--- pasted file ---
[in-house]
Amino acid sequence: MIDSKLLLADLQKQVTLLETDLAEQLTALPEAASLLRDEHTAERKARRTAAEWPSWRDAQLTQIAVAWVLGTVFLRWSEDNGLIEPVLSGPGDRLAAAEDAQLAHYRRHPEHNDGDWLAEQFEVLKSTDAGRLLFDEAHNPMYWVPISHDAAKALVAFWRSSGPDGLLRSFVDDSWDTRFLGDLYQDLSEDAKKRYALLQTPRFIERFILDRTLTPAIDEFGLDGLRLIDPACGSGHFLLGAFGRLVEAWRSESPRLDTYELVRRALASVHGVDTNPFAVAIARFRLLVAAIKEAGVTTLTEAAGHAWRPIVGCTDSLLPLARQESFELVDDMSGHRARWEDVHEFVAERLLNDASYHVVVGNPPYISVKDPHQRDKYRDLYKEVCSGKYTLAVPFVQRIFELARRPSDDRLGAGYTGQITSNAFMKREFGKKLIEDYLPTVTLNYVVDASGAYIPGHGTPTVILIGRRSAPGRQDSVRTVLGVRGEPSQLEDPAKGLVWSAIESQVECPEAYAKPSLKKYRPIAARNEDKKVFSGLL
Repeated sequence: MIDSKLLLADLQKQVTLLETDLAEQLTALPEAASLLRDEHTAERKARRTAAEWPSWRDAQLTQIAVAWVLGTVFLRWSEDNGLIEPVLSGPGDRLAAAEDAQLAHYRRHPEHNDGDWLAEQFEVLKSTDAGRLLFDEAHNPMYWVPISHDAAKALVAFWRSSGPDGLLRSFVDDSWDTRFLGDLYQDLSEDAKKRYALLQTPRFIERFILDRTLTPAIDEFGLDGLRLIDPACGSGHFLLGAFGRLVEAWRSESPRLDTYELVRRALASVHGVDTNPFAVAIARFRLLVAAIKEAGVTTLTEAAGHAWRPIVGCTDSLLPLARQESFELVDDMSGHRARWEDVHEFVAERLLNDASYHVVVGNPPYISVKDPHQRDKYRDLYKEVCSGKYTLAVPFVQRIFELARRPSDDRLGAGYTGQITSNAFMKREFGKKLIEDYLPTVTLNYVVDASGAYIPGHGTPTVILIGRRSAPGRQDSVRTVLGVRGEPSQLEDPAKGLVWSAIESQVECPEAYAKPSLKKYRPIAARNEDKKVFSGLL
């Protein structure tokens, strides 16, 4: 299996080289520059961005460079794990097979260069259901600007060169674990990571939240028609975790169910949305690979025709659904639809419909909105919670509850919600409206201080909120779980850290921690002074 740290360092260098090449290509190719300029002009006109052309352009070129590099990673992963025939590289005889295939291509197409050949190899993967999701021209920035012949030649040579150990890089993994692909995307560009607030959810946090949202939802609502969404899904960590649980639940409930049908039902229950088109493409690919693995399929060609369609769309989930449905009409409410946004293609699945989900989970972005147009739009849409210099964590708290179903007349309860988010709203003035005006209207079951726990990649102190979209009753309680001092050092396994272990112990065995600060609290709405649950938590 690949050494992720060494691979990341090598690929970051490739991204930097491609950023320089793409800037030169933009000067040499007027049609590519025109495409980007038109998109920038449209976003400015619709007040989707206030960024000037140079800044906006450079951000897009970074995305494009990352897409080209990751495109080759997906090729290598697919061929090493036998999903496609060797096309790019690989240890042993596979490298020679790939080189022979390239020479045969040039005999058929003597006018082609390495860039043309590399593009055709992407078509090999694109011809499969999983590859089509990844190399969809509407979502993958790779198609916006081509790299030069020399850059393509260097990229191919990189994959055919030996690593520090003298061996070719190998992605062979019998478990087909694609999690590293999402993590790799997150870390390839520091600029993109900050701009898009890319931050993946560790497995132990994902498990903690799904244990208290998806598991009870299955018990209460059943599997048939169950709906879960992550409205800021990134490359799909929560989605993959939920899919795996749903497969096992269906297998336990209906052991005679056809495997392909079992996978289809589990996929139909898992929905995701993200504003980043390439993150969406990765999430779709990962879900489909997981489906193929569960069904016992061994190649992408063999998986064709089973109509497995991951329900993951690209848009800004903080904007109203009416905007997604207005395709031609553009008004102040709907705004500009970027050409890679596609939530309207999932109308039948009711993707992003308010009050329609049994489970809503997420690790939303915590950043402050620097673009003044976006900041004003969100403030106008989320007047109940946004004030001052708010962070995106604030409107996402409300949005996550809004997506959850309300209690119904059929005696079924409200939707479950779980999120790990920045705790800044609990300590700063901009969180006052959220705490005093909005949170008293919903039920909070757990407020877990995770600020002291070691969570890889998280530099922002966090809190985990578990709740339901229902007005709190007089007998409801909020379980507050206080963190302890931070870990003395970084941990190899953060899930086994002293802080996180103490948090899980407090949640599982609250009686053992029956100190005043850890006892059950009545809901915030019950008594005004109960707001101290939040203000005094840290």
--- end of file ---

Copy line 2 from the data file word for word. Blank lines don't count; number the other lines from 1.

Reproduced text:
Amino acid sequence: MIDSKLLLADLQKQVTLLETDLAEQLTALPEAASLLRDEHTAERKARRTAAEWPSWRDAQLTQIAVAWVLGTVFLRWSEDNGLIEPVLSGPGDRLAAAEDAQLAHYRRHPEHNDGDWLAEQFEVLKSTDAGRLLFDEAHNPMYWVPISHDAAKALVAFWRSSGPDGLLRSFVDDSWDTRFLGDLYQDLSEDAKKRYALLQTPRFIERFILDRTLTPAIDEFGLDGLRLIDPACGSGHFLLGAFGRLVEAWRSESPRLDTYELVRRALASVHGVDTNPFAVAIARFRLLVAAIKEAGVTTLTEAAGHAWRPIVGCTDSLLPLARQESFELVDDMSGHRARWEDVHEFVAERLLNDASYHVVVGNPPYISVKDPHQRDKYRDLYKEVCSGKYTLAVPFVQRIFELARRPSDDRLGAGYTGQITSNAFMKREFGKKLIEDYLPTVTLNYVVDASGAYIPGHGTPTVILIGRRSAPGRQDSVRTVLGVRGEPSQLEDPAKGLVWSAIESQVECPEAYAKPSLKKYRPIAARNEDKKVFSGLL